Timing is everything. If an employee has not yet been employed for the 12 months required by law in order to be eligible for Family & Medical Leave Act leave, is the employee protected from discharge for expressing her intention to take such a leave as soon as she becomes qualified? A district court rules no, there is no protection.* In Dunn, an employee known to have cancer informed her boss, the company's Chief Financial Officer, that she would need to take FMLA leave in 30 days, immediately upon reaching her one-year work anniversary, at which point she would qualify for an FMLA leave. Only one-half hour later, her boss fired her, informing her that he expected to be promoted in the near future and would need an assistant who could work on a full-time basis. By saying this, the boss explicitly admitted that she was being fired because of her need to take FMLA leave and her anticipated absences associated with such a leave.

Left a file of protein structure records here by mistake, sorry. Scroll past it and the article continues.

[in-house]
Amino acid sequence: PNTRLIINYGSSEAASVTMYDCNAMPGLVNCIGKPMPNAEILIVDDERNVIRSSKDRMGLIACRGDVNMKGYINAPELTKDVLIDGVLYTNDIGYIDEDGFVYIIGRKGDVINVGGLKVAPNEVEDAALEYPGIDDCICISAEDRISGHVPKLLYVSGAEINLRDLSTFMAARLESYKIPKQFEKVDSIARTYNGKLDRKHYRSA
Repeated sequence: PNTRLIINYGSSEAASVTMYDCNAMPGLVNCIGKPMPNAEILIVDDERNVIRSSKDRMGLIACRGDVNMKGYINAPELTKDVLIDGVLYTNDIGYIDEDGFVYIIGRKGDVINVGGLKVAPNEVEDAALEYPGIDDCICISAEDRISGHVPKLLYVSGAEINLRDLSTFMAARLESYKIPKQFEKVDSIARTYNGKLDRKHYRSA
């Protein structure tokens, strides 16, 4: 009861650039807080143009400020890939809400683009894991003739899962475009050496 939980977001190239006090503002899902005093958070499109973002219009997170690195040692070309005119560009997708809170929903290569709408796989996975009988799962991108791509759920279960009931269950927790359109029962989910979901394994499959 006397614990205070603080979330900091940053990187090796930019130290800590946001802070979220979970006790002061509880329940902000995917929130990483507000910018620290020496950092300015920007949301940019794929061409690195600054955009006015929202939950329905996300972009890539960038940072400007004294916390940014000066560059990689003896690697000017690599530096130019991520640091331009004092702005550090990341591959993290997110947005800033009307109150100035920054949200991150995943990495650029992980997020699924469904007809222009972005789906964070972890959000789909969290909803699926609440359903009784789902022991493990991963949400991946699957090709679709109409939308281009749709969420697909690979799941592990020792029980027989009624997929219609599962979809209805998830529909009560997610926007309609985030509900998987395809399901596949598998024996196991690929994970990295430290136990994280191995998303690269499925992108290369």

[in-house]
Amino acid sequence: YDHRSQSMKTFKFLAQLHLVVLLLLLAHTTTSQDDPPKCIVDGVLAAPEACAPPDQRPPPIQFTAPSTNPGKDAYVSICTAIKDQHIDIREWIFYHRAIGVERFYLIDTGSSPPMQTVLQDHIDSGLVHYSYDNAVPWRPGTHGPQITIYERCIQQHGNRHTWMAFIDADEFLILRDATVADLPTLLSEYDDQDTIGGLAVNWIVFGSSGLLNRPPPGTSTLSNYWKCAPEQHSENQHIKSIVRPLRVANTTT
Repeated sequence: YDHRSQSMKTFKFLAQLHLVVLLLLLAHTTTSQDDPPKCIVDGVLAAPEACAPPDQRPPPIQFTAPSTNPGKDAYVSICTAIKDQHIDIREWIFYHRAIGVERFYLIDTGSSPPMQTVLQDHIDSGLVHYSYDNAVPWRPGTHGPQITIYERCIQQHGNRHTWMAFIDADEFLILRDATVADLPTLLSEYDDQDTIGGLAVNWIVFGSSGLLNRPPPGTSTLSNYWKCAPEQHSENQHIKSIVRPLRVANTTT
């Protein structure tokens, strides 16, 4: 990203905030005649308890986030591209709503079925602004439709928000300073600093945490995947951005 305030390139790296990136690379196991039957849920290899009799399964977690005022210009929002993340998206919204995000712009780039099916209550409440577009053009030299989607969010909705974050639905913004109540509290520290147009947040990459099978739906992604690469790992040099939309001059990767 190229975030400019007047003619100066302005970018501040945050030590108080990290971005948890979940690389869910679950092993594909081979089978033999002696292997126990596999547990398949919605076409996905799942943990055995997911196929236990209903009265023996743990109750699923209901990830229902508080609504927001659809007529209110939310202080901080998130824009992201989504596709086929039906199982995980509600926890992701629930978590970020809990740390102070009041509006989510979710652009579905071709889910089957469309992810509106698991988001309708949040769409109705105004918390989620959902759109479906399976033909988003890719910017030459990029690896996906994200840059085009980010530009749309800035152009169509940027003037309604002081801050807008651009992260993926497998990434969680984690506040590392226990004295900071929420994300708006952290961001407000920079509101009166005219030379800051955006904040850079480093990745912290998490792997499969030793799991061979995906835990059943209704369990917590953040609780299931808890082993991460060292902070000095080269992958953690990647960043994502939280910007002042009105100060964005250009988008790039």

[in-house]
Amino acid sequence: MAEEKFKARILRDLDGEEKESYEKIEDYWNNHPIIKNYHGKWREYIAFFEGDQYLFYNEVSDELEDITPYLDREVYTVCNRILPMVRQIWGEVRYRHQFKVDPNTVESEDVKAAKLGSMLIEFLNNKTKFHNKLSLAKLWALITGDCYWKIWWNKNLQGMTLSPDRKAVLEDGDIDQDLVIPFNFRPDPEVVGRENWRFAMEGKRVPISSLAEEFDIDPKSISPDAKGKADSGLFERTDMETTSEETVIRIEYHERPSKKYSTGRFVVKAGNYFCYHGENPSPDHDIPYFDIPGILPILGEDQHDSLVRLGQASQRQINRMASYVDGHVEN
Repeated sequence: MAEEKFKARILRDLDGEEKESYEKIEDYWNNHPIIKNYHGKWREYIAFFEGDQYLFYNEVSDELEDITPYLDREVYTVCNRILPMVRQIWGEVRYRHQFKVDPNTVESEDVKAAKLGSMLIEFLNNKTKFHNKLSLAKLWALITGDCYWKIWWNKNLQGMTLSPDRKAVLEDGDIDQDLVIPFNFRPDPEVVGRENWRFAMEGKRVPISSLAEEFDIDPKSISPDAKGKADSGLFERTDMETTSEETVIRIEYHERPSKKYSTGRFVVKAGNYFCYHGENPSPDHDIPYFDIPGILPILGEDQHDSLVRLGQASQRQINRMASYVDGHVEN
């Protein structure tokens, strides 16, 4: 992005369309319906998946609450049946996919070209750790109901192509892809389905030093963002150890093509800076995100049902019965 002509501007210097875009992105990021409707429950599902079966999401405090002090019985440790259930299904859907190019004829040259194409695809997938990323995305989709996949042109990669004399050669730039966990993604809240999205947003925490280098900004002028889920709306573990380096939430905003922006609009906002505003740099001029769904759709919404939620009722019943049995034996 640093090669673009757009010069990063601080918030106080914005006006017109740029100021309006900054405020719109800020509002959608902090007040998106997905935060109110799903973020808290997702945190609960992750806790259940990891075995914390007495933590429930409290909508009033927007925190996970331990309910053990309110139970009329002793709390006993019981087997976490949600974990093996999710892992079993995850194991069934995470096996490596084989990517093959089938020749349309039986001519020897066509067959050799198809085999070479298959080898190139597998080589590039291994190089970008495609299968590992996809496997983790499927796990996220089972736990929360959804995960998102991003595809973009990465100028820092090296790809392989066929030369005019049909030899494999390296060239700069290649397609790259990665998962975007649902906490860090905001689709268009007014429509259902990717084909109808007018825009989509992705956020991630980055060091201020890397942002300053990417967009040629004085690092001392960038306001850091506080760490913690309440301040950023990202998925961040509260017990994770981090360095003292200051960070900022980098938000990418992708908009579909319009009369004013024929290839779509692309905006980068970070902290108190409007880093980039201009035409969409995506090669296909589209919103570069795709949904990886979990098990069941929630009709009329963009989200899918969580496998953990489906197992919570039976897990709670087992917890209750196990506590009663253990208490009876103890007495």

Nevertheless, the Court ruled that the employee, by law, was not yet protected by the FMLA, and therefore, dismissed her retaliation and interference claims under the FMLA. Her disability discrimination claims pleaded under the Americans with Disabilities Act and the Tennessee state discrimination law were not dismissed from the case.
* Dunn v. Chattanooga Publishing, No. 1:12-CV-252. (E.D. Tenn. Jan. 14, 2013).